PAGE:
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USC’s late rally isn’t enough in Pac-12 tournament loss to Arizona State

After spending a season crawling from the wrong end of the bubble, just one more win seemed like enough proof to assure lingering doubters of USC’s rightful place on the NCAA tournament field. A paltry victory in the conference quarterfinals, and USC could be quiet on Selection Sunday.

But there was no quiet for USC in Las Vegas, nor will there be any restful nights ahead. If the committee still needed some convincing, USC paid little attention in a 77-72 loss to Arizona State.

Desmond Cambridge Jr. scored 27 points, including six 3-pointers, to lead the Sun Devils.

Now USC will have to sit back and wait, fingers crossed that enough bubbles will burst between now and Sunday.

The Trojans did not look at all like a team trying to make a statement on Thursday, as Arizona State outplayed and scrambled them from start to finish, a team desperate to claw their way up the field.

There was no such desperation on the part of USC, at least not until near the end, when the Trojans began firing at will from the depths. They made 3-pointers on three straight possessions, cutting Arizona State’s lead to four points.

But the hole they had dug was too deep. For the first time since 2014, the first season of the Andy Enfield era, USC was eliminated in its opening matchup of the Pac-12 tournament.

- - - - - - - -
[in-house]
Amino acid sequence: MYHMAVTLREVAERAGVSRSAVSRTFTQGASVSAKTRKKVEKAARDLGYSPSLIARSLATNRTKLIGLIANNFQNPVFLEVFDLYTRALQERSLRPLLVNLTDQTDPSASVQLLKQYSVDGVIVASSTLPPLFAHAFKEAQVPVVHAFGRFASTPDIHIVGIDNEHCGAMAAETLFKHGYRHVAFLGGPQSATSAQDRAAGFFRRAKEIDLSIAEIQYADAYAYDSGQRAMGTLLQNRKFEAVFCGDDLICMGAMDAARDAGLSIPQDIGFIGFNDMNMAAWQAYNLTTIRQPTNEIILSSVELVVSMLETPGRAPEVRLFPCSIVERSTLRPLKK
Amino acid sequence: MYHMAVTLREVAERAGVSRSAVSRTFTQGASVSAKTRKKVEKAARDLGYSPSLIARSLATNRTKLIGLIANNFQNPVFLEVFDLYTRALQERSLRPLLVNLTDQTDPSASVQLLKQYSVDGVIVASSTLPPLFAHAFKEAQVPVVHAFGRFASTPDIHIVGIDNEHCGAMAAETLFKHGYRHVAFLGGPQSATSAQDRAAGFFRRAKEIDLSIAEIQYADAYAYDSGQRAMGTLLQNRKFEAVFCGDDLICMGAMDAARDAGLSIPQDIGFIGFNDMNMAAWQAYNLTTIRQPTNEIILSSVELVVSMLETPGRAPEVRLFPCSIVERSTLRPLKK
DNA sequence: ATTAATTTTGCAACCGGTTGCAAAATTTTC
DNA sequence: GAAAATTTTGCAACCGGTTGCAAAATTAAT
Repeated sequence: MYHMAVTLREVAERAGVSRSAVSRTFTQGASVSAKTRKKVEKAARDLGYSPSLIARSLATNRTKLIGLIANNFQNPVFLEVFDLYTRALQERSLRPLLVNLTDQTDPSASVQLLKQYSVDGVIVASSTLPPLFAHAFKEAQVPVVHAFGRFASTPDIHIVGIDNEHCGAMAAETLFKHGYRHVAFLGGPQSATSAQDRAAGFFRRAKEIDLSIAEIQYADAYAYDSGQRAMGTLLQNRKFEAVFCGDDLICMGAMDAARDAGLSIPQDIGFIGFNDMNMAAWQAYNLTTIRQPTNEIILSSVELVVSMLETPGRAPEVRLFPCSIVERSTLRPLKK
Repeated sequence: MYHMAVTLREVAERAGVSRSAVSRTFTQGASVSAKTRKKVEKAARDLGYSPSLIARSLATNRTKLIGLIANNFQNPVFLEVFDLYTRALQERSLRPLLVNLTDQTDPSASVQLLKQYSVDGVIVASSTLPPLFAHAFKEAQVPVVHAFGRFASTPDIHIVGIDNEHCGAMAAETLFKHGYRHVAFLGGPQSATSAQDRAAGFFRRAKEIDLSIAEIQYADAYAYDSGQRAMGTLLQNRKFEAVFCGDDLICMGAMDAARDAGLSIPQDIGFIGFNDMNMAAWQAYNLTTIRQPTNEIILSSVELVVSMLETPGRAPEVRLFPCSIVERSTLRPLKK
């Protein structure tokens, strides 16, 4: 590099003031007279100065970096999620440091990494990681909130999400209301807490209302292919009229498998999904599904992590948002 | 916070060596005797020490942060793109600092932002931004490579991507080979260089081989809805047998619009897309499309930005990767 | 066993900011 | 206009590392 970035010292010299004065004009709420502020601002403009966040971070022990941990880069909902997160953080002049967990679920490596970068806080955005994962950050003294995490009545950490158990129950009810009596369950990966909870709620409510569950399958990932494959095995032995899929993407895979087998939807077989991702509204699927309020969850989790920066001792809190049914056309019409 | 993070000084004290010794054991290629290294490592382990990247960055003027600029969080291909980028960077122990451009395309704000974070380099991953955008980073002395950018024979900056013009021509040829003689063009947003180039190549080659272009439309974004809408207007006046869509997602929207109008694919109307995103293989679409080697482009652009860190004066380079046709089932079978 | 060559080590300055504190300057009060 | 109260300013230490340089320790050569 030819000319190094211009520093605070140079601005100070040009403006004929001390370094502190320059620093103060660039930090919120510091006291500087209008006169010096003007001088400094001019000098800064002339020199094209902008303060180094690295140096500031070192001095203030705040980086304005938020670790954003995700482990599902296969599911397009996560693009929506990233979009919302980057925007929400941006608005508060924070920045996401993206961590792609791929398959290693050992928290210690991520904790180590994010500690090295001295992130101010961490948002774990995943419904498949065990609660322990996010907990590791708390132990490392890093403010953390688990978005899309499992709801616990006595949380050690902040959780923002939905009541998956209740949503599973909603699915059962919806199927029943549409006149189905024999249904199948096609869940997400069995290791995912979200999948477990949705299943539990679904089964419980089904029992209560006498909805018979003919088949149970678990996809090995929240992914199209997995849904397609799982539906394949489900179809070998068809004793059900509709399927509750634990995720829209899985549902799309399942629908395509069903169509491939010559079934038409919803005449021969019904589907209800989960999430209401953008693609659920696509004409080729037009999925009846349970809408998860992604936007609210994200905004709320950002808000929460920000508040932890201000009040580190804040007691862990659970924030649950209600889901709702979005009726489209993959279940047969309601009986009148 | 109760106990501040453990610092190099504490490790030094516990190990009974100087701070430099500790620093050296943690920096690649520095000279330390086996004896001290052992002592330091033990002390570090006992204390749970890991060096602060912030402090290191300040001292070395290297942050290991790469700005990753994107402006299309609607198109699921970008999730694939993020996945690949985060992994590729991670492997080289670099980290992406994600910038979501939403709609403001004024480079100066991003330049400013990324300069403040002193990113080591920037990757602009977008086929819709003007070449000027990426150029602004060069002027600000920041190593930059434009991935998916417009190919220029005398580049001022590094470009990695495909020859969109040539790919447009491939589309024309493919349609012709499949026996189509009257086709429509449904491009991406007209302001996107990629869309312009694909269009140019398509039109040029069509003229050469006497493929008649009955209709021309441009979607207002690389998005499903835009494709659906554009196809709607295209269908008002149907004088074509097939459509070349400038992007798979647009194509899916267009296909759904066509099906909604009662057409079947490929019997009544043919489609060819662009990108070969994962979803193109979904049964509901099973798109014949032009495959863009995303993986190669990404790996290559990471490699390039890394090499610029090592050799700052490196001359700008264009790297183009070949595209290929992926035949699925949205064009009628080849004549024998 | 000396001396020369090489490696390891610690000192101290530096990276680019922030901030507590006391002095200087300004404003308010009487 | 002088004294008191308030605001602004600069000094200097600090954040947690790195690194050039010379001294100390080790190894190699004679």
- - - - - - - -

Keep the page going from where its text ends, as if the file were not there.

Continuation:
USC forward Kobe Johnson (0) looks to pass the ball as Arizona State forward Jamiya Neal defends during the first half of the Pac-12 tournament quarterfinals Thursday in Las Vegas.

(David Becker / Associated Press)

This time, he had the skills to make a deeper run. But his offense ran out of gas and he didn’t find his reserves until it was too late.

Freshman Tre White would lead the way, scoring 16 points. Boogie Ellis and Kobe Johnson each scored 15, and Drew Peterson struggled from the field, making just 2 of 12 shots.

Five nights earlier, these two teams were pushed to the limit, despite Arizona State shooting a paltry 29% from the field, their second-worst shooting performance of the season. USC let them stay anyway, even giving the Sun Devils a chance to send the game into overtime. It failed, and the Trojans breathed a sigh of relief, knowing their tournament hopes were probably safe.

There was no such relief on Thursday. Arizona State flew to an 8-0 lead in the first minute.

Nothing was easier for USC from there, as the Trojans looked like a team that had run out of gas. They shot a paltry 26% in the first half, with multiple scoreless stretches of five minutes or more. At one point, they turned the ball over on four successive possessions, causing Enfield to throw their hands up on the sidelines.

It wouldn’t be long before USC followed suit, hoping his resume would be enough to earn him an invite.